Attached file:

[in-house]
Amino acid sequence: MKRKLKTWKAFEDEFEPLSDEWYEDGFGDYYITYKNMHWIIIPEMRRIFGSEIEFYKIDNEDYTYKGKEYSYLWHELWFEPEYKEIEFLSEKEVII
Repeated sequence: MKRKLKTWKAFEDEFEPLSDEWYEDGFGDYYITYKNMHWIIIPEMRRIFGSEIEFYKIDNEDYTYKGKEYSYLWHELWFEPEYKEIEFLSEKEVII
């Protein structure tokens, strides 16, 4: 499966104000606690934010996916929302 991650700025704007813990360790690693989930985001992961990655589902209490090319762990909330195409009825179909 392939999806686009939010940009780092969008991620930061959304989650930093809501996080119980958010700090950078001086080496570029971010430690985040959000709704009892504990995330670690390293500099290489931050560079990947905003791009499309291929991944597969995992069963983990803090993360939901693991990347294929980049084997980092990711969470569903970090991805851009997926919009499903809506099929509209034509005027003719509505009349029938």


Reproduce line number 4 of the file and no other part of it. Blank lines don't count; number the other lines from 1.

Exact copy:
């Protein structure tokens, strides 16, 4: 499966104000606690934010996916929302 991650700025704007813990360790690693989930985001992961990655589902209490090319762990909330195409009825179909 392939999806686009939010940009780092969008991620930061959304989650930093809501996080119980958010700090950078001086080496570029971010430690985040959000709704009892504990995330670690390293500099290489931050560079990947905003791009499309291929991944597969995992069963983990803090993360939901693991990347294929980049084997980092990711969470569903970090991805851009997926919009499903809506099929509209034509005027003719509505009349029938």